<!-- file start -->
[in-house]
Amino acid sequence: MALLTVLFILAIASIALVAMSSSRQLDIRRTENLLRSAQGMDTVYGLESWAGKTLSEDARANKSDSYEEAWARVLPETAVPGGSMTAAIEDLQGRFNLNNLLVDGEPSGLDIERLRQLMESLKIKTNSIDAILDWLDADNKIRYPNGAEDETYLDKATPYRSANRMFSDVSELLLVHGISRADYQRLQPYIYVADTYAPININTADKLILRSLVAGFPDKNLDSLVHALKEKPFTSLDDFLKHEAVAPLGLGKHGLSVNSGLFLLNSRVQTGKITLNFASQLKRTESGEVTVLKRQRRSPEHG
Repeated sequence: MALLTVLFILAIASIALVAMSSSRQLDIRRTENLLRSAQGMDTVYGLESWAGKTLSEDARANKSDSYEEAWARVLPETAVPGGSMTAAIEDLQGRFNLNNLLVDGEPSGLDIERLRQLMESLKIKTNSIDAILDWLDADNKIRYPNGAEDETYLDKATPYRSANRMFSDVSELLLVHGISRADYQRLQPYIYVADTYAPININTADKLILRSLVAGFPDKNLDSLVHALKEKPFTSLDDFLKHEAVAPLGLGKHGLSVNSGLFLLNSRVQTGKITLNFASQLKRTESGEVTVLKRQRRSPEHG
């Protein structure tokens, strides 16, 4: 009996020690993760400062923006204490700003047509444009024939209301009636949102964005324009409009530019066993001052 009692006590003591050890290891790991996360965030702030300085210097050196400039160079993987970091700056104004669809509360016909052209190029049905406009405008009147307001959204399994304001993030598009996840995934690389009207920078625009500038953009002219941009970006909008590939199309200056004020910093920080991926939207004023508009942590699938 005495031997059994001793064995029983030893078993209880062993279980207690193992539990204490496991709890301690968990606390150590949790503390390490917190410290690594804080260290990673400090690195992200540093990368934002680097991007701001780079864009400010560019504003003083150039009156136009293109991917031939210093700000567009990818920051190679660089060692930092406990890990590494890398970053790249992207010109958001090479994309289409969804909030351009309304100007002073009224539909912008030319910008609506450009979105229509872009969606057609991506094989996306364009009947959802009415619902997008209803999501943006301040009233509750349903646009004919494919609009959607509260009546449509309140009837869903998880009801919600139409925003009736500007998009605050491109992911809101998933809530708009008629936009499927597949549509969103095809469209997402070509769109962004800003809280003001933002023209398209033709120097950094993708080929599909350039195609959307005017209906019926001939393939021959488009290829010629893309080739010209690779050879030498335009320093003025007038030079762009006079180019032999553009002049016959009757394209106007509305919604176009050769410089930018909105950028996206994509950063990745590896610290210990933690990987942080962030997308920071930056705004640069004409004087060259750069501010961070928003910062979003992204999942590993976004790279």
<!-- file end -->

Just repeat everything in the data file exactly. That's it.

[in-house]
Amino acid sequence: MALLTVLFILAIASIALVAMSSSRQLDIRRTENLLRSAQGMDTVYGLESWAGKTLSEDARANKSDSYEEAWARVLPETAVPGGSMTAAIEDLQGRFNLNNLLVDGEPSGLDIERLRQLMESLKIKTNSIDAILDWLDADNKIRYPNGAEDETYLDKATPYRSANRMFSDVSELLLVHGISRADYQRLQPYIYVADTYAPININTADKLILRSLVAGFPDKNLDSLVHALKEKPFTSLDDFLKHEAVAPLGLGKHGLSVNSGLFLLNSRVQTGKITLNFASQLKRTESGEVTVLKRQRRSPEHG
Repeated sequence: MALLTVLFILAIASIALVAMSSSRQLDIRRTENLLRSAQGMDTVYGLESWAGKTLSEDARANKSDSYEEAWARVLPETAVPGGSMTAAIEDLQGRFNLNNLLVDGEPSGLDIERLRQLMESLKIKTNSIDAILDWLDADNKIRYPNGAEDETYLDKATPYRSANRMFSDVSELLLVHGISRADYQRLQPYIYVADTYAPININTADKLILRSLVAGFPDKNLDSLVHALKEKPFTSLDDFLKHEAVAPLGLGKHGLSVNSGLFLLNSRVQTGKITLNFASQLKRTESGEVTVLKRQRRSPEHG
């Protein structure tokens, strides 16, 4: 009996020690993760400062923006204490700003047509444009024939209301009636949102964005324009409009530019066993001052 009692006590003591050890290891790991996360965030702030300085210097050196400039160079993987970091700056104004669809509360016909052209190029049905406009405008009147307001959204399994304001993030598009996840995934690389009207920078625009500038953009002219941009970006909008590939199309200056004020910093920080991926939207004023508009942590699938 005495031997059994001793064995029983030893078993209880062993279980207690193992539990204490496991709890301690968990606390150590949790503390390490917190410290690594804080260290990673400090690195992200540093990368934002680097991007701001780079864009400010560019504003003083150039009156136009293109991917031939210093700000567009990818920051190679660089060692930092406990890990590494890398970053790249992207010109958001090479994309289409969804909030351009309304100007002073009224539909912008030319910008609506450009979105229509872009969606057609991506094989996306364009009947959802009415619902997008209803999501943006301040009233509750349903646009004919494919609009959607509260009546449509309140009837869903998880009801919600139409925003009736500007998009605050491109992911809101998933809530708009008629936009499927597949549509969103095809469209997402070509769109962004800003809280003001933002023209398209033709120097950094993708080929599909350039195609959307005017209906019926001939393939021959488009290829010629893309080739010209690779050879030498335009320093003025007038030079762009006079180019032999553009002049016959009757394209106007509305919604176009050769410089930018909105950028996206994509950063990745590896610290210990933690990987942080962030997308920071930056705004640069004409004087060259750069501010961070928003910062979003992204999942590993976004790279």